Elderly suicide victims more likely to have fallen to their deaths

NewsGuard 100/100 Score

Suicide is a major public health problem among those age 65 and older, and a recent study found suicidal people in that age group who live in cities are more likely than their younger counterparts to choose falling from height as their suicide method and to choose to jump from their own homes or apartment buildings.

Nationally, firearms are the most common method of suicide for those age 65 and older, according to earlier studies, yet factors that influence older people's suicide methods are not well understood. In this study, researchers compared suicide methods of elderly and younger adults in New York City. They found the elderly suicide victims were more likely to have fallen to their deaths from high places than younger adults. In the study of all New York suicides from 1990 through 1998, falls from heights were the most common method used by those age 65 and older, while firearms were most commonly used by those age 15-34. Among people age 65 and older who committed suicide, they were significantly more likely than younger people who committed suicide to have fallen from their homes (86.3 percent vs. 69.4 percent).

The study’s authors said their results highlight “the need for knowledge about depression among urban elderly residents, a condition that is often untreated or treated inadequately.”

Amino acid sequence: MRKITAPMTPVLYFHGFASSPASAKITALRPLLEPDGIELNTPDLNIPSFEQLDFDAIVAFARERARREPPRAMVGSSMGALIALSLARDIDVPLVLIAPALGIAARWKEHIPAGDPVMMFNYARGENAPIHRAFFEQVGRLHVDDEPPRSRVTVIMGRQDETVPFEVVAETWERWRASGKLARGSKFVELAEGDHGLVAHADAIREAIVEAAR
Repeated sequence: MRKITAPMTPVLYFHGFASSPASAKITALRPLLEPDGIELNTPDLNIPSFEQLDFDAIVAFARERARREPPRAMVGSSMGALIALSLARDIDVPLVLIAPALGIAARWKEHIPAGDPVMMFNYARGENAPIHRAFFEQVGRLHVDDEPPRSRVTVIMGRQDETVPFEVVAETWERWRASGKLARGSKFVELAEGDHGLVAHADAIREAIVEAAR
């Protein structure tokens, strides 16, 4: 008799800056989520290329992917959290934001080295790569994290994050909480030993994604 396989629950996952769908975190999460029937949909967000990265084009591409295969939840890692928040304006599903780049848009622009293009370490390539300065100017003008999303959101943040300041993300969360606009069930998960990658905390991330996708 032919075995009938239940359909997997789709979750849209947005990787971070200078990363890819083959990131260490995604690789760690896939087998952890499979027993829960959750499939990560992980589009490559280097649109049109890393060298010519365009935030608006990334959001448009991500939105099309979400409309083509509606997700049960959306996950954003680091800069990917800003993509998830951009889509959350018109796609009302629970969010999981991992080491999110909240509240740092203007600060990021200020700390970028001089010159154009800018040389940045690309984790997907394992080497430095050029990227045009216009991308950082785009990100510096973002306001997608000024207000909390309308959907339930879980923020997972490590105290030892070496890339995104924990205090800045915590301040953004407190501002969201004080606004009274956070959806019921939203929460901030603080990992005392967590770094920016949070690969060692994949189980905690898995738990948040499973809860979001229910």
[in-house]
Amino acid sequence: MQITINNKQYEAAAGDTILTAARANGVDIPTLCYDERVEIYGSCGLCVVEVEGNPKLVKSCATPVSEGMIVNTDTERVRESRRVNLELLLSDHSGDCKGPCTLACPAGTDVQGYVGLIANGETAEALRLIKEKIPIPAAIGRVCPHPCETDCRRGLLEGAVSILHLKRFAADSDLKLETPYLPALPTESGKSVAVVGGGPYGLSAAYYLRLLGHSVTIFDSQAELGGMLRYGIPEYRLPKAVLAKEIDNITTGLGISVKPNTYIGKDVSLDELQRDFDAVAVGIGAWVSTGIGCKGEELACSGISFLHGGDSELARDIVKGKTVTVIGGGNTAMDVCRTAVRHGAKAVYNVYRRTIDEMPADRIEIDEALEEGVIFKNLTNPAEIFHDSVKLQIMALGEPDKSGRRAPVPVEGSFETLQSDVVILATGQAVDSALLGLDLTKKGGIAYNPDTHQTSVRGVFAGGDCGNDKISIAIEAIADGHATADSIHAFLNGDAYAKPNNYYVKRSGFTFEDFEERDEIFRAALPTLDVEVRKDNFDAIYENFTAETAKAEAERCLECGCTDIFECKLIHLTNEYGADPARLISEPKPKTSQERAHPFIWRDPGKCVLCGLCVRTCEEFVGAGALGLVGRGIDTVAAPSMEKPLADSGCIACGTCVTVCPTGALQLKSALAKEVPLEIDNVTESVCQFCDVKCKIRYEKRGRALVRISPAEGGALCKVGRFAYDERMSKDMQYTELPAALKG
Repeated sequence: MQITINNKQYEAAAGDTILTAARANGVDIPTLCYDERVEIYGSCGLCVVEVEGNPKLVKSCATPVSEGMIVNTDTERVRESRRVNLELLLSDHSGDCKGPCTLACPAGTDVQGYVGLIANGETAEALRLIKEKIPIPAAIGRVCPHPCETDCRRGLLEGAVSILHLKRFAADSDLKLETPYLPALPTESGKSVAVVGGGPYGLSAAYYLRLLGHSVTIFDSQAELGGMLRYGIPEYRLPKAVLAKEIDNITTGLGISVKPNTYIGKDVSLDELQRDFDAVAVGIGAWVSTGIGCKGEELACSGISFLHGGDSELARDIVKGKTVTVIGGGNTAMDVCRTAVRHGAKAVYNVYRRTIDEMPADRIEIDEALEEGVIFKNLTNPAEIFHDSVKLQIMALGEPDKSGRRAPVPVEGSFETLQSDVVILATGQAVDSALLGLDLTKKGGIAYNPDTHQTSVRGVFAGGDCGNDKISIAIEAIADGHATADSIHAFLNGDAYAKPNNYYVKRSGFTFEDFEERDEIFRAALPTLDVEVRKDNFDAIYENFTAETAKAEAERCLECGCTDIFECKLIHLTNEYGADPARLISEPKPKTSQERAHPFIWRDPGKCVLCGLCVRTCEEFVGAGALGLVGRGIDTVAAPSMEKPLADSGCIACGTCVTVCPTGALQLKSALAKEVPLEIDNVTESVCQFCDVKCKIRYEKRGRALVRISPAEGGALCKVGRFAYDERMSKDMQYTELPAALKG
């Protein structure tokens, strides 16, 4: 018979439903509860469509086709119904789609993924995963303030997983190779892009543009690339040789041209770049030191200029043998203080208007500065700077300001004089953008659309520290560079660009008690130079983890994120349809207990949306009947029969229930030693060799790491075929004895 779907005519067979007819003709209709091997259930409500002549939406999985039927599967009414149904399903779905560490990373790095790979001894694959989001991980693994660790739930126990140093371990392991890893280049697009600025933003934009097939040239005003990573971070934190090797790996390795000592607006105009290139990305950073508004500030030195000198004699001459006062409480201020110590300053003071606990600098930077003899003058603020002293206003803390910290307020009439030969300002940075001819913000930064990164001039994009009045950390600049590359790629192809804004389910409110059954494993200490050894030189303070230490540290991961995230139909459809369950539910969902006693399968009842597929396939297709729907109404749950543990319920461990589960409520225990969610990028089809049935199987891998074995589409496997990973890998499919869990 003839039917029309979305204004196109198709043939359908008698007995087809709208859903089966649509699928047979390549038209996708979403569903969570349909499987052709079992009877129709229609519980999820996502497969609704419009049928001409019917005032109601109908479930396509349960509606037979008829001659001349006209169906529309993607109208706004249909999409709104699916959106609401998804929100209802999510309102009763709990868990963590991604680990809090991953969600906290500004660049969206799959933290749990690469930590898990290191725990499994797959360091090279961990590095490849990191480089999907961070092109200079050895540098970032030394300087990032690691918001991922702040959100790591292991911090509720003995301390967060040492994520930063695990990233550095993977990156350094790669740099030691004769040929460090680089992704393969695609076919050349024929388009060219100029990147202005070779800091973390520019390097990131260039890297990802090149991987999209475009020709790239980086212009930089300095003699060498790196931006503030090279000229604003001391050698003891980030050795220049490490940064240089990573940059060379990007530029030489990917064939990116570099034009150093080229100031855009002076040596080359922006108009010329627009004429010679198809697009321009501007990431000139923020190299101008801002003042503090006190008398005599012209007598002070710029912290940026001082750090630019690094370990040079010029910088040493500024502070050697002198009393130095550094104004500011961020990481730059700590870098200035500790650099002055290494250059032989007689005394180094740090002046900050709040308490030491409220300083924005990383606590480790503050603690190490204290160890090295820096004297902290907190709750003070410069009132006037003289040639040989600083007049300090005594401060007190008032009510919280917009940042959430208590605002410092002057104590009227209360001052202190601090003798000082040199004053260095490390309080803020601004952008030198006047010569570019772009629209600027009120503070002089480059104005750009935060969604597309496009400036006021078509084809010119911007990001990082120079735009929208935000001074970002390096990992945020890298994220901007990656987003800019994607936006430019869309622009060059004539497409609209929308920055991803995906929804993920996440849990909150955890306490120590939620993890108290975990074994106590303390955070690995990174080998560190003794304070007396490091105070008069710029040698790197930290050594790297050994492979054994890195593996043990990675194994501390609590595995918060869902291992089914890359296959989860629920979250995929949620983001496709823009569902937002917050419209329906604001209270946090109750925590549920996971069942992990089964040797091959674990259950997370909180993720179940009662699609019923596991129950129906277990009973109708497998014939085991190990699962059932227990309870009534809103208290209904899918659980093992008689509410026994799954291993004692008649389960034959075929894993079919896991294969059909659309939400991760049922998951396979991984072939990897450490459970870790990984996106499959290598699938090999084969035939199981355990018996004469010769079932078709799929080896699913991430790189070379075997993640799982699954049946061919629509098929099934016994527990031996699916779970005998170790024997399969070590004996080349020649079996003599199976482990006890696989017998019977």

[From: “ Preference for Fall From Height as a Method of Suicide by Elderly Residents of New York City.” Contact: Robert C. Abrams, MD, Department of Psychiatry, New York Presbyterian Hospital, New York, N.Y., [email protected].]



The opinions expressed here are the views of the writer and do not necessarily reflect the views and opinions of News Medical.
Post a new comment

While we only use edited and approved content for Azthena answers, it may on occasions provide incorrect responses. Please confirm any data provided with the related suppliers or authors. We do not provide medical advice, if you search for medical information you must always consult a medical professional before acting on any information provided.

Your questions, but not your email details will be shared with OpenAI and retained for 30 days in accordance with their privacy principles.

Please do not ask questions that use sensitive or confidential information.

Read the full Terms & Conditions.

You might also like...
Curcuminoid compounds show promise against COVID-19 in neuronal cells